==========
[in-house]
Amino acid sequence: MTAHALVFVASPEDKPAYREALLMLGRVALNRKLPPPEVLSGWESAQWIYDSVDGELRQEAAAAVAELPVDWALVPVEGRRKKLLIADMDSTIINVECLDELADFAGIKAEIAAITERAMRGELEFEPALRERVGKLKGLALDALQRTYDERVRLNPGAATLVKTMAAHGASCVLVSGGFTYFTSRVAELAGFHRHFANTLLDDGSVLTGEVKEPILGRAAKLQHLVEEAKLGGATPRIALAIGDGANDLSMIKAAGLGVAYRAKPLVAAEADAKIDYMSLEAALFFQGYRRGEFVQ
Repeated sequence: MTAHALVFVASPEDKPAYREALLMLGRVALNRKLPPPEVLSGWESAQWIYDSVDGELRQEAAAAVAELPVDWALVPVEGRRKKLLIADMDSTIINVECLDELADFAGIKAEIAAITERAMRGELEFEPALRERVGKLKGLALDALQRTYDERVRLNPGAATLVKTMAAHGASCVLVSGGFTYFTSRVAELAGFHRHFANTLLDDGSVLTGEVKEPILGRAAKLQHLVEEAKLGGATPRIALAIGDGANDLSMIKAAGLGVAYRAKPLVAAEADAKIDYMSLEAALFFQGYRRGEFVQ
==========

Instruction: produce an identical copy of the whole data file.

[in-house]
Amino acid sequence: MTAHALVFVASPEDKPAYREALLMLGRVALNRKLPPPEVLSGWESAQWIYDSVDGELRQEAAAAVAELPVDWALVPVEGRRKKLLIADMDSTIINVECLDELADFAGIKAEIAAITERAMRGELEFEPALRERVGKLKGLALDALQRTYDERVRLNPGAATLVKTMAAHGASCVLVSGGFTYFTSRVAELAGFHRHFANTLLDDGSVLTGEVKEPILGRAAKLQHLVEEAKLGGATPRIALAIGDGANDLSMIKAAGLGVAYRAKPLVAAEADAKIDYMSLEAALFFQGYRRGEFVQ
Repeated sequence: MTAHALVFVASPEDKPAYREALLMLGRVALNRKLPPPEVLSGWESAQWIYDSVDGELRQEAAAAVAELPVDWALVPVEGRRKKLLIADMDSTIINVECLDELADFAGIKAEIAAITERAMRGELEFEPALRERVGKLKGLALDALQRTYDERVRLNPGAATLVKTMAAHGASCVLVSGGFTYFTSRVAELAGFHRHFANTLLDDGSVLTGEVKEPILGRAAKLQHLVEEAKLGGATPRIALAIGDGANDLSMIKAAGLGVAYRAKPLVAAEADAKIDYMSLEAALFFQGYRRGEFVQ